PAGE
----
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Explicating Emotions

Scarantino, Andrea (2005) Explicating Emotions. Doctoral Dissertation, University of Pittsburgh. (Unpublished)

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In the course of their long intellectual history, emotions have been identified with items as diverse as perceptions of bodily changes (feeling tradition), judgments (cognitivist tradition), behavioral predispositions (behaviorist tradition), biologically based solutions to fundamental life tasks (evolutionary tradition), and culturally specific social artifacts (social constructionist tradition). The first objective of my work is to put some order in the mare magnum of theories of emotions. I taxonomize them into families and explore the historical origin and current credentials of the arguments and intuitions supporting them. I then evaluate the methodology of past and present emotion theory, defending a bleak conclusion: a great many emotion theorists ask "What is an emotion?" without a clear understanding of what counts as getting the answer right. I argue that there are two ways of getting the answer right. One is to capture the conditions of application of the folk term "emotion" in ordinary language (Folk Emotion Project), and the other is to formulate a fruitful explication of it (Explicating Emotion Project). Once we get clear on the desiderata of these two projects, we realize that several long-running debates in emotion theory are motivated by methodological confusions. The constructive part of my work is devoted to formulating a new explication of emotion suitable for the theoretical purposes of scientific psychology. At the heart of the Urgency Management System (UMS) theory of emotions I propose is the idea that an "umotion" is a special type of superordinate system which instantiates and manages an urgent action tendency by coordinating the operation of a cluster of cognitive, perceptual and motoric subsystems. Crucially, such superordinate system has a proper function by virtue of which it acquires a special kind of intentionality I call pragmatic. I argue that "umotion" is sufficiently similar in use to "emotion" to count as explicating it, it has precise rules of application, and it accommodates a number of central and widely shared intuitions about the emotions. My hope is that future emotion research will demonstrate the heuristic fruitfulness of the "umotion" concept for the sciences of mind.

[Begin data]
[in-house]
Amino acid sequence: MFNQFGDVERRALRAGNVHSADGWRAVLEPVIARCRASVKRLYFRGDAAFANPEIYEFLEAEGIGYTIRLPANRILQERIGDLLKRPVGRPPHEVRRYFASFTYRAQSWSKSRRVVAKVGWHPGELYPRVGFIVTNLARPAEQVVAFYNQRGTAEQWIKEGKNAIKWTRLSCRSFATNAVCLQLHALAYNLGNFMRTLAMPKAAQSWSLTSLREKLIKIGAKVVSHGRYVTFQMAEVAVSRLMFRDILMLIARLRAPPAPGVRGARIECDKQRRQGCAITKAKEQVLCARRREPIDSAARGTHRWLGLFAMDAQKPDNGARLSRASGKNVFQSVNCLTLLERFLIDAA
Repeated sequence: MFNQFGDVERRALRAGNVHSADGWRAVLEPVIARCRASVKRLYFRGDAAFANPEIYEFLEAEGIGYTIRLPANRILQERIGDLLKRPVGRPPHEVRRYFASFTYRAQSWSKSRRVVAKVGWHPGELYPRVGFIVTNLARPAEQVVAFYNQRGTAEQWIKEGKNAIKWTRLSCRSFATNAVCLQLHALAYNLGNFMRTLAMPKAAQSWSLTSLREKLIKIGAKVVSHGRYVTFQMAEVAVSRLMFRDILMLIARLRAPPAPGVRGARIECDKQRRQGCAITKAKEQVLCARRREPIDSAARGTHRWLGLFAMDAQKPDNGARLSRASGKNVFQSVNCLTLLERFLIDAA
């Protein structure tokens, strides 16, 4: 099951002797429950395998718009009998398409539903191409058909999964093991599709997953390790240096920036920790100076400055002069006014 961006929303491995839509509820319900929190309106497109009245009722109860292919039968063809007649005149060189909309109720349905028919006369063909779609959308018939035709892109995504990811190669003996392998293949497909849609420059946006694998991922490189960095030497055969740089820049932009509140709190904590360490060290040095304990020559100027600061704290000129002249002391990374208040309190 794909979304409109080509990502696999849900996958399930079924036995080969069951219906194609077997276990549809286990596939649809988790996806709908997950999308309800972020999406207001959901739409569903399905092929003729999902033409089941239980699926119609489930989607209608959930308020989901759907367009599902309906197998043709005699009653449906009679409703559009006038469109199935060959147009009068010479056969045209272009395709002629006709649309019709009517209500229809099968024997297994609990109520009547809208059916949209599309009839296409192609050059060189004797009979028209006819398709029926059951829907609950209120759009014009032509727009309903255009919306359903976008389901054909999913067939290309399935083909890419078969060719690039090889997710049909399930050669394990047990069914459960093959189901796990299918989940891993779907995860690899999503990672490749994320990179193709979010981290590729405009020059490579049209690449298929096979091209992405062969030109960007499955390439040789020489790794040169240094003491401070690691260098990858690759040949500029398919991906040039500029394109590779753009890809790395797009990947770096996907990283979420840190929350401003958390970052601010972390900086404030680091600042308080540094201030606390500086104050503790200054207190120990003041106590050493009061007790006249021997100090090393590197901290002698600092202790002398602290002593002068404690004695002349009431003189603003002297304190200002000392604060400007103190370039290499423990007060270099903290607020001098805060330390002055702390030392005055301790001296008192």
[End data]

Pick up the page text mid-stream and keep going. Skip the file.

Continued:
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Item Type: University of Pittsburgh ETD
Status: Unpublished
CreatorsEmailPitt UsernameORCID
ETD Committee:
TitleMemberEmail AddressPitt UsernameORCID
Committee CoChairGriffiths,
Committee CoChairMachamer, Peterpkmach@pitt.eduPKMACH
Committee MemberBrandom, Bobrbrandom@pitt.eduRBRANDOM
Committee MemberMillikan,
Date: 10 October 2005
Date Type: Completion
Defense Date: 20 July 2005
Approval Date: 10 October 2005
Submission Date: 19 August 2005
Access Restriction: No restriction; Release the ETD for access worldwide immediately.
Institution: University of Pittsburgh
Schools and Programs: Dietrich School of Arts and Sciences > History and Philosophy of Science
Degree: PhD - Doctor of Philosophy
Thesis Type: Doctoral Dissertation
Refereed: Yes
Uncontrolled Keywords: feeling; frijda; millikan; emotion; intentionality
Other ID:, etd-08192005-070358
Date Deposited: 10 Nov 2011 20:00
Last Modified: 15 Nov 2016 13:49


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